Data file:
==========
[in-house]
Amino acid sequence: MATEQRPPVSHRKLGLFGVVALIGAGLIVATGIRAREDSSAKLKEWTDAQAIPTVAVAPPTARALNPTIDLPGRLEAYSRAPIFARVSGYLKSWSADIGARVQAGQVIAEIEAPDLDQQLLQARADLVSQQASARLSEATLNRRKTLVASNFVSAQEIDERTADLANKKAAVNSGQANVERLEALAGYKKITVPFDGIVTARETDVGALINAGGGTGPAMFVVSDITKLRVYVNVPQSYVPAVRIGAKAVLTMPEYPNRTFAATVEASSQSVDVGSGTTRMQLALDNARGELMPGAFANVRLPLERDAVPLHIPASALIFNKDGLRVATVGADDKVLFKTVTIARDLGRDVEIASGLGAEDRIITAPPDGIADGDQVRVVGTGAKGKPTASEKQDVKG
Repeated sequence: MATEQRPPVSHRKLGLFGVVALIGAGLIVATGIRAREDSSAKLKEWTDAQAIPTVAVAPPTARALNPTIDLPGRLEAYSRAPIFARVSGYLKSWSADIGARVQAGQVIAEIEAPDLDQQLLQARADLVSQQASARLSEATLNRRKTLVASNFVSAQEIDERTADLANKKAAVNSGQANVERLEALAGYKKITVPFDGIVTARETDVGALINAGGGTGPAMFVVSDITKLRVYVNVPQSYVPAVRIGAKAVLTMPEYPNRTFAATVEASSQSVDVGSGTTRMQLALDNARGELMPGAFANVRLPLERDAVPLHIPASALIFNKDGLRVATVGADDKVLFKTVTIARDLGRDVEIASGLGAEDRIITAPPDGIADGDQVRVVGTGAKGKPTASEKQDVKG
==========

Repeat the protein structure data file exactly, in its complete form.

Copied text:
[in-house]
Amino acid sequence: MATEQRPPVSHRKLGLFGVVALIGAGLIVATGIRAREDSSAKLKEWTDAQAIPTVAVAPPTARALNPTIDLPGRLEAYSRAPIFARVSGYLKSWSADIGARVQAGQVIAEIEAPDLDQQLLQARADLVSQQASARLSEATLNRRKTLVASNFVSAQEIDERTADLANKKAAVNSGQANVERLEALAGYKKITVPFDGIVTARETDVGALINAGGGTGPAMFVVSDITKLRVYVNVPQSYVPAVRIGAKAVLTMPEYPNRTFAATVEASSQSVDVGSGTTRMQLALDNARGELMPGAFANVRLPLERDAVPLHIPASALIFNKDGLRVATVGADDKVLFKTVTIARDLGRDVEIASGLGAEDRIITAPPDGIADGDQVRVVGTGAKGKPTASEKQDVKG
Repeated sequence: MATEQRPPVSHRKLGLFGVVALIGAGLIVATGIRAREDSSAKLKEWTDAQAIPTVAVAPPTARALNPTIDLPGRLEAYSRAPIFARVSGYLKSWSADIGARVQAGQVIAEIEAPDLDQQLLQARADLVSQQASARLSEATLNRRKTLVASNFVSAQEIDERTADLANKKAAVNSGQANVERLEALAGYKKITVPFDGIVTARETDVGALINAGGGTGPAMFVVSDITKLRVYVNVPQSYVPAVRIGAKAVLTMPEYPNRTFAATVEASSQSVDVGSGTTRMQLALDNARGELMPGAFANVRLPLERDAVPLHIPASALIFNKDGLRVATVGADDKVLFKTVTIARDLGRDVEIASGLGAEDRIITAPPDGIADGDQVRVVGTGAKGKPTASEKQDVKG